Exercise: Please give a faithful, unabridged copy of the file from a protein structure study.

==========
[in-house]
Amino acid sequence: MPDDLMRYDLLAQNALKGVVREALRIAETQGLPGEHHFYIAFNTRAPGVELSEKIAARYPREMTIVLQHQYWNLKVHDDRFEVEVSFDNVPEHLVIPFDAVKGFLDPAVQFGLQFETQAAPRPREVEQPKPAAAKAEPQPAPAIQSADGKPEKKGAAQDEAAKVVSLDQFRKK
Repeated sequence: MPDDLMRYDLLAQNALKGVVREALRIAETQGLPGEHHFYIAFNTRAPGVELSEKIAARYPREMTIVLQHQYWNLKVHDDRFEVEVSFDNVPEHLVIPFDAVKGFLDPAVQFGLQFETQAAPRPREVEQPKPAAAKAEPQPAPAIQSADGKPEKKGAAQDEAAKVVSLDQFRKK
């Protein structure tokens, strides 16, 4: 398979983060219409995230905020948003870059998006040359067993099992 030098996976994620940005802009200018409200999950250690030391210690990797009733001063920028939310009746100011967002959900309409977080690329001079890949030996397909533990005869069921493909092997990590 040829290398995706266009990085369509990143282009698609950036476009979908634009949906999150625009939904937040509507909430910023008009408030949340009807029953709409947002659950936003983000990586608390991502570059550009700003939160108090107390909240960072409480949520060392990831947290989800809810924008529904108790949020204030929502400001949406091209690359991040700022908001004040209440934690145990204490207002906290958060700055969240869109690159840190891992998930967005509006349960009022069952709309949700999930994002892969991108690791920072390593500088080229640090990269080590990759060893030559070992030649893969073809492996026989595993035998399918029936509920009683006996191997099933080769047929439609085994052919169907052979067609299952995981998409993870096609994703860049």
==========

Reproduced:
[in-house]
Amino acid sequence: MPDDLMRYDLLAQNALKGVVREALRIAETQGLPGEHHFYIAFNTRAPGVELSEKIAARYPREMTIVLQHQYWNLKVHDDRFEVEVSFDNVPEHLVIPFDAVKGFLDPAVQFGLQFETQAAPRPREVEQPKPAAAKAEPQPAPAIQSADGKPEKKGAAQDEAAKVVSLDQFRKK
Repeated sequence: MPDDLMRYDLLAQNALKGVVREALRIAETQGLPGEHHFYIAFNTRAPGVELSEKIAARYPREMTIVLQHQYWNLKVHDDRFEVEVSFDNVPEHLVIPFDAVKGFLDPAVQFGLQFETQAAPRPREVEQPKPAAAKAEPQPAPAIQSADGKPEKKGAAQDEAAKVVSLDQFRKK
């Protein structure tokens, strides 16, 4: 398979983060219409995230905020948003870059998006040359067993099992 030098996976994620940005802009200018409200999950250690030391210690990797009733001063920028939310009746100011967002959900309409977080690329001079890949030996397909533990005869069921493909092997990590 040829290398995706266009990085369509990143282009698609950036476009979908634009949906999150625009939904937040509507909430910023008009408030949340009807029953709409947002659950936003983000990586608390991502570059550009700003939160108090107390909240960072409480949520060392990831947290989800809810924008529904108790949020204030929502400001949406091209690359991040700022908001004040209440934690145990204490207002906290958060700055969240869109690159840190891992998930967005509006349960009022069952709309949700999930994002892969991108690791920072390593500088080229640090990269080590990759060893030559070992030649893969073809492996026989595993035998399918029936509920009683006996191997099933080769047929439609085994052919169907052979067609299952995981998409993870096609994703860049």